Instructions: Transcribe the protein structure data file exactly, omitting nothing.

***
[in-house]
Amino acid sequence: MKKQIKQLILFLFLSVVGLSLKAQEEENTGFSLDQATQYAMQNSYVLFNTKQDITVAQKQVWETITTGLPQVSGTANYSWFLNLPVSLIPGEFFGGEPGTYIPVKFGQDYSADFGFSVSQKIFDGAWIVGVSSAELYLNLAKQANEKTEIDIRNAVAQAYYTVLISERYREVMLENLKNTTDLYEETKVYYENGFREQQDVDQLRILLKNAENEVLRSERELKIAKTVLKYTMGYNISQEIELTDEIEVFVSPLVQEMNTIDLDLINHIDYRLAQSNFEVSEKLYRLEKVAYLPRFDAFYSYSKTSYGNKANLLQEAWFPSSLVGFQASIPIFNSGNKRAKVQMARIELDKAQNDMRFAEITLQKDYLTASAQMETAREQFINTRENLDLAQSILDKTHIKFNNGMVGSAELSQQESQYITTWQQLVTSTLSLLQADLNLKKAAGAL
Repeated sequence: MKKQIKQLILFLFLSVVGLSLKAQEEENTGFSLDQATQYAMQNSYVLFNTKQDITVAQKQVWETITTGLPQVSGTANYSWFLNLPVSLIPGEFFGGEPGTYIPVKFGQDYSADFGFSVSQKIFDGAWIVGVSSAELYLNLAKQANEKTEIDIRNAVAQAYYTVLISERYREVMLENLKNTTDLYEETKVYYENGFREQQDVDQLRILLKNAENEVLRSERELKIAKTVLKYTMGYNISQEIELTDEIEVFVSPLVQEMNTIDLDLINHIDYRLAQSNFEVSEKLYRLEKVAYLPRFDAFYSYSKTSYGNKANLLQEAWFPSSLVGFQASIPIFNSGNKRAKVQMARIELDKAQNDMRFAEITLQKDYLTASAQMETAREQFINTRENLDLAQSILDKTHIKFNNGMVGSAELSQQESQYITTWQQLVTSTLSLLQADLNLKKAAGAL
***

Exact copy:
[in-house]
Amino acid sequence: MKKQIKQLILFLFLSVVGLSLKAQEEENTGFSLDQATQYAMQNSYVLFNTKQDITVAQKQVWETITTGLPQVSGTANYSWFLNLPVSLIPGEFFGGEPGTYIPVKFGQDYSADFGFSVSQKIFDGAWIVGVSSAELYLNLAKQANEKTEIDIRNAVAQAYYTVLISERYREVMLENLKNTTDLYEETKVYYENGFREQQDVDQLRILLKNAENEVLRSERELKIAKTVLKYTMGYNISQEIELTDEIEVFVSPLVQEMNTIDLDLINHIDYRLAQSNFEVSEKLYRLEKVAYLPRFDAFYSYSKTSYGNKANLLQEAWFPSSLVGFQASIPIFNSGNKRAKVQMARIELDKAQNDMRFAEITLQKDYLTASAQMETAREQFINTRENLDLAQSILDKTHIKFNNGMVGSAELSQQESQYITTWQQLVTSTLSLLQADLNLKKAAGAL
Repeated sequence: MKKQIKQLILFLFLSVVGLSLKAQEEENTGFSLDQATQYAMQNSYVLFNTKQDITVAQKQVWETITTGLPQVSGTANYSWFLNLPVSLIPGEFFGGEPGTYIPVKFGQDYSADFGFSVSQKIFDGAWIVGVSSAELYLNLAKQANEKTEIDIRNAVAQAYYTVLISERYREVMLENLKNTTDLYEETKVYYENGFREQQDVDQLRILLKNAENEVLRSERELKIAKTVLKYTMGYNISQEIELTDEIEVFVSPLVQEMNTIDLDLINHIDYRLAQSNFEVSEKLYRLEKVAYLPRFDAFYSYSKTSYGNKANLLQEAWFPSSLVGFQASIPIFNSGNKRAKVQMARIELDKAQNDMRFAEITLQKDYLTASAQMETAREQFINTRENLDLAQSILDKTHIKFNNGMVGSAELSQQESQYITTWQQLVTSTLSLLQADLNLKKAAGAL